‘My biggest skill is that I was a hard worker’: Bowman becomes first-ballot Hall of Famer

To those of us who were paying close attention to the CFL, there was no doubt that former Montreal Alouettes defensive end John Bowman was going straight to the Canadian Football Hall of Fame as soon as he was eligible. But Bowman never saw it that way.

“It’s weird to say, but I didn’t play for that,” Bowman admitted on a conference call on Monday morning. “I know people who loved football growing up, people who started playing football when they were six years old…I only started playing football to hang out with my homies and to get a date to prom.”

Regardless of why he started playing, nobody can deny that Bowman, who is now the defensive line coach of the B.C. Lions, deserves to receive this honour. No, he was never named defensive player of the year in the CFL, but he was as consistent a performer as there was in the league.

During his 14-year career, the 40-year-old racked up a ridiculous 134 quarterback sacks, which put him sixth on the all-time list. Sure, there were some years he had more sacks than others, but he always seemed to finish in double digits. His career-high came in 2015, when he had 19 sacks.

Bowman will be the first to tell you that he was never the most talented player on the field, never the most gifted athletically, and not the biggest. But what he did better than anyone else was work.

“My only skill was work. I wasn’t the fastest, I wasn’t the strongest, I wasn’t the most athletically gifted. My biggest skill is that I was a worker. That made a lot of people like my game. That made me relentless on the field because I didn’t care who was better than me. I was going to outwork them for 60 minutes and we were going to see who could go the longest. That was my thing. When I tell people I was the average fan’s player, it was because people recognize hard work. You can’t relate to somebody who runs a 4.4 40-yard dash because not a lot of people do it. You can relate somebody who works hard because that’s what everybody does. That’s why I’m here.”

What makes this honour even sweeter for Bowman is that he’s going into the Hall of Fame with one of his long-time teammates, friends, and practice field rivals Josh Bourke. Both players spent off-seasons in Montreal, and they became very close over time.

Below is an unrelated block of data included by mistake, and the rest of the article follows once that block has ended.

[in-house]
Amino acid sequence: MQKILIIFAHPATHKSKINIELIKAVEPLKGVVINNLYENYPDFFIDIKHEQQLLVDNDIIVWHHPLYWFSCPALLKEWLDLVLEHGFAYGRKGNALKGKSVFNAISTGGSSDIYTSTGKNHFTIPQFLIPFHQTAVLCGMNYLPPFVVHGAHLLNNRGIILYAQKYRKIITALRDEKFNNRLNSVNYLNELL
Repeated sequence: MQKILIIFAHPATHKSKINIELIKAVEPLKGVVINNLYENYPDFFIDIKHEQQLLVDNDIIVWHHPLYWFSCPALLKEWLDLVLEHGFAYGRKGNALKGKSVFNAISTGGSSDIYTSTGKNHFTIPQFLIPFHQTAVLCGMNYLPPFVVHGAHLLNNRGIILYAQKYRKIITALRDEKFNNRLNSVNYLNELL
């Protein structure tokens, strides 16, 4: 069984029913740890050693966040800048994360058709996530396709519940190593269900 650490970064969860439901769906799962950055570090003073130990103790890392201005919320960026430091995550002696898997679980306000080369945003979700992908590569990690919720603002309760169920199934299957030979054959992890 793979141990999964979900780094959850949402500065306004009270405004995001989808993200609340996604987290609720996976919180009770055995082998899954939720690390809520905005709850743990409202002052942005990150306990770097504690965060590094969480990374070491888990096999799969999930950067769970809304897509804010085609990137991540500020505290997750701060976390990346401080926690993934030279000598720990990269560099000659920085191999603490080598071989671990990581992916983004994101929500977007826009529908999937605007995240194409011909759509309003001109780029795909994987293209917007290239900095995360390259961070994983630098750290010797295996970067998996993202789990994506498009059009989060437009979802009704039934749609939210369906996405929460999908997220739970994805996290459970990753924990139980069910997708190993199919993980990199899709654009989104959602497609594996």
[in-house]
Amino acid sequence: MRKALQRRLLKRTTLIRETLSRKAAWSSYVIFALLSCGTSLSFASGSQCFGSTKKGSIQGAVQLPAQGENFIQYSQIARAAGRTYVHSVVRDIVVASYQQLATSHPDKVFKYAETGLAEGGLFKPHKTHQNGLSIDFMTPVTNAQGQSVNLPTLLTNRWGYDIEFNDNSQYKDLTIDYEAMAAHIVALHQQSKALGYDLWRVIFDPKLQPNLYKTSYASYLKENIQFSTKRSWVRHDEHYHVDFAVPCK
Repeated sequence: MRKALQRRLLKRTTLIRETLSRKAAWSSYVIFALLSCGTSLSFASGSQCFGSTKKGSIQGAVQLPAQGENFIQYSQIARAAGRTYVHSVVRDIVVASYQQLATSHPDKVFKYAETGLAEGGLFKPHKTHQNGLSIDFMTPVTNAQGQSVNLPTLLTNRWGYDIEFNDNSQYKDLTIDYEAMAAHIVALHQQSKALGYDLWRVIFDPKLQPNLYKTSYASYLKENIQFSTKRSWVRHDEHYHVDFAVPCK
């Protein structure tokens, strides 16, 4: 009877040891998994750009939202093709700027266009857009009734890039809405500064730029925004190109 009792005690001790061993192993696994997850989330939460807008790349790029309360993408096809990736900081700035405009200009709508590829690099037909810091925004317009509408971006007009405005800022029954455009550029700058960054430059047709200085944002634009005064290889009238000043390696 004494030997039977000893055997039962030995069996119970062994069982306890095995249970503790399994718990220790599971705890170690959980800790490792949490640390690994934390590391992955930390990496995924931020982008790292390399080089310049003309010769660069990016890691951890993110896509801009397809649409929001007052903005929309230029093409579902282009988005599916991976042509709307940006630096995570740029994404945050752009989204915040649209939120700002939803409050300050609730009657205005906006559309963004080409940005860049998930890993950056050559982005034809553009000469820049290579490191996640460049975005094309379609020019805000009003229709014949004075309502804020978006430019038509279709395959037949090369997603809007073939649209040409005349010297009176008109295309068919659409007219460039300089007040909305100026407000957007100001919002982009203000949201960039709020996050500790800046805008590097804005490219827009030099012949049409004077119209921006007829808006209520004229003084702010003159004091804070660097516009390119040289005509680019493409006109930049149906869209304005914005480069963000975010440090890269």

“He was the best defensive end I ever played against,” Bourke said. “The beauty of what made me such a good player for all those years is that I had to fight my ass off day in and day out against arguably one of the best defensive ends to ever play the game in the CFL…There are plenty of times he made me look bad and plenty of times I made him look bad, but we competed every single day. We were best friends off the field as well, and we just knew we were going to make each other better.”

Not only does he hold the franchise record for quarterback sacks by a wide margin (he has 68 more sacks than Anwar Stewart, who is second), he also helped the Als win back-to-back Grey Cups in 2009 and 2010. Bowman was selected as a CFL All-Star twice in 2010 and 2015 and an East Division All-Star eight times.

To accomplish all that by playing for just one team is even more impressive, especially in a salary cap world, in a league that has a lot of roster turnover.

“I love Montreal,” he said. “The city is beautiful, the food is beautiful, the people too. The thing I don’t tell a lot of people is that I had to deal with a lot in Montreal. Even though I was just a defensive end, I probably had nine different defensive coordinators. For me, being able to perform in any kind of scheme was my thing…I had coaches who hated me, who wanted me cut. To stay in that city and go through the things I went through is a testament to the journey. I wouldn’t change it for the world because it made me who I am.”